In their commentary on Lucas Bessire’s Behold the Black Caiman: A Chronicle of Ayoreo Life, the winner of the Society for Cultural Anthropology’s 2015 Gregory Bateson Prize, the members of the prize jury pointed to the way in which Bessire revealed “the limits of the contemporary political technology of indigeneity” with searing insights into “the consequences of extreme social disintegration.” Behold the Black Caiman wrestles with the complexity of life and the ways in which it can be both dehumanized and endured. The book’s innovative, elegiac style is not merely an aesthetic device, but rather a provocation. Bessire is asking us, as readers, to think with him.
In our inaugural Bateson Book Forum, three graduate students in Cultural Anthropology’s Contributing Editors program have done just that. Like the Cultural Horizons Prize awarded each year for the best article in Cultural Anthropology as selected by a jury of doctoral students, the Bateson Book Forum represents an opportunity for early-career scholars to evaluate and engage with cutting-edge ethnographic writing.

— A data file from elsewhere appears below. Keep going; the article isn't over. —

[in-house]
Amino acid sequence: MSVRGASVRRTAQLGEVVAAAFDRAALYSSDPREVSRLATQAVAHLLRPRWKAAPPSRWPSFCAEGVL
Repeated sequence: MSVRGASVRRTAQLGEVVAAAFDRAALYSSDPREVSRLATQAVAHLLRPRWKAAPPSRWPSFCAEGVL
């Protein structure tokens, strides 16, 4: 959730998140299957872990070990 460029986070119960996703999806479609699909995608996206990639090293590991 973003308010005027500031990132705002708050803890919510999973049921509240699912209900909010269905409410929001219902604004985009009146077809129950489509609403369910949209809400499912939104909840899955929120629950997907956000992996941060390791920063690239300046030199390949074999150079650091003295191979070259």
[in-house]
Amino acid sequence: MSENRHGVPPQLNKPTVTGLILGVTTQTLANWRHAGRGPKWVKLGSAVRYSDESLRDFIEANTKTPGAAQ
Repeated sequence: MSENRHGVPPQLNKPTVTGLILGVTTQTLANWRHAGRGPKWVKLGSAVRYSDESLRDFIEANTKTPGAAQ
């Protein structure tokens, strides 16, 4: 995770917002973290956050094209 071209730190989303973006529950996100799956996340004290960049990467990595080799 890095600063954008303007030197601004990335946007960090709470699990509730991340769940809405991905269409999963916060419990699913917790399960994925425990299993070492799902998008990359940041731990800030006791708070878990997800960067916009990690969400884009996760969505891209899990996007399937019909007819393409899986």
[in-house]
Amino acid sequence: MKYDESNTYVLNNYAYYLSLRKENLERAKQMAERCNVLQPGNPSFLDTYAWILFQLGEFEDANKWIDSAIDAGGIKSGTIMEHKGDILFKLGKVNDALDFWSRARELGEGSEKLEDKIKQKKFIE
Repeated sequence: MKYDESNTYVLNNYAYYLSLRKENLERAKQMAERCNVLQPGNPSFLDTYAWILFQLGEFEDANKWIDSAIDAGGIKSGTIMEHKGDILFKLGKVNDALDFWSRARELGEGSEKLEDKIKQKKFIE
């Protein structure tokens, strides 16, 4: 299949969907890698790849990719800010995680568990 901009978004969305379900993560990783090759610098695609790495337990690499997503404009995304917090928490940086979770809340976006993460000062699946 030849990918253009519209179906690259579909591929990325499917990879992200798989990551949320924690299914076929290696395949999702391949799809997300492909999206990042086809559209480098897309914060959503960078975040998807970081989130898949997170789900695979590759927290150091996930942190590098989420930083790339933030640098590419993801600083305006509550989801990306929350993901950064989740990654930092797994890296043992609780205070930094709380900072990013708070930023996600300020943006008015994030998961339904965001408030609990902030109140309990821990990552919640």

The contributors to the 2016 Bateson Book Forum are:
Ned Dostaler is an incoming graduate student in the Department of Anthropology at the University of California, Berkeley.
Ann Iwashita is a Ph.D. candidate in the Department of Anthropology at Columbia University.
Toby Austin Locke is a Ph.D. candidate in the Department of Anthropology at Goldsmiths College, University College London.
Lucas Bessire is the winner of the 2015 Gregory Bateson Prize and an assistant professor in the Department of Anthropology at the University of Oklahoma.